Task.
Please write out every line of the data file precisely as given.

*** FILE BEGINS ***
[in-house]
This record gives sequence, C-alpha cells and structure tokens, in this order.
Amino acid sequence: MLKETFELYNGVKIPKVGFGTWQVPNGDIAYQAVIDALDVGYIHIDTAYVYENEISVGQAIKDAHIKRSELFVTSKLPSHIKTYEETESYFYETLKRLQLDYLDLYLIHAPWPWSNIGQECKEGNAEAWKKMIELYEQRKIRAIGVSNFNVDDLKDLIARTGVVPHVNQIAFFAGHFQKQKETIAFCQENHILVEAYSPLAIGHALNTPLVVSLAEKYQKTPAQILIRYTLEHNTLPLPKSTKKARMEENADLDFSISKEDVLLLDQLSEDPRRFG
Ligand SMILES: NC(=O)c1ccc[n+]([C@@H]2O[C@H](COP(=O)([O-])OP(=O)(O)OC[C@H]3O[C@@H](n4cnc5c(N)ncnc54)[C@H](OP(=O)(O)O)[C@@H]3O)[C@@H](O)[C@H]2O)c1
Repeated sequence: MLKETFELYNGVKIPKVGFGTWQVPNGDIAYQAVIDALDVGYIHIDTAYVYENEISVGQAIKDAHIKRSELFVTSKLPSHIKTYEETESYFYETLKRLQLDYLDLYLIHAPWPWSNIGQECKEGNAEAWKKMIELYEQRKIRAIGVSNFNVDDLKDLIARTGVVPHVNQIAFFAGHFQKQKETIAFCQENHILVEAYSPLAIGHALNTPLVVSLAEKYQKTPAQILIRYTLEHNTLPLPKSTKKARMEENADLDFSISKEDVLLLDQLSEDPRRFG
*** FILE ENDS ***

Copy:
[in-house]
This record gives sequence, C-alpha cells and structure tokens, in this order.
Amino acid sequence: MLKETFELYNGVKIPKVGFGTWQVPNGDIAYQAVIDALDVGYIHIDTAYVYENEISVGQAIKDAHIKRSELFVTSKLPSHIKTYEETESYFYETLKRLQLDYLDLYLIHAPWPWSNIGQECKEGNAEAWKKMIELYEQRKIRAIGVSNFNVDDLKDLIARTGVVPHVNQIAFFAGHFQKQKETIAFCQENHILVEAYSPLAIGHALNTPLVVSLAEKYQKTPAQILIRYTLEHNTLPLPKSTKKARMEENADLDFSISKEDVLLLDQLSEDPRRFG
Ligand SMILES: NC(=O)c1ccc[n+]([C@@H]2O[C@H](COP(=O)([O-])OP(=O)(O)OC[C@H]3O[C@@H](n4cnc5c(N)ncnc54)[C@H](OP(=O)(O)O)[C@@H]3O)[C@@H](O)[C@H]2O)c1
Repeated sequence: MLKETFELYNGVKIPKVGFGTWQVPNGDIAYQAVIDALDVGYIHIDTAYVYENEISVGQAIKDAHIKRSELFVTSKLPSHIKTYEETESYFYETLKRLQLDYLDLYLIHAPWPWSNIGQECKEGNAEAWKKMIELYEQRKIRAIGVSNFNVDDLKDLIARTGVVPHVNQIAFFAGHFQKQKETIAFCQENHILVEAYSPLAIGHALNTPLVVSLAEKYQKTPAQILIRYTLEHNTLPLPKSTKKARMEENADLDFSISKEDVLLLDQLSEDPRRFG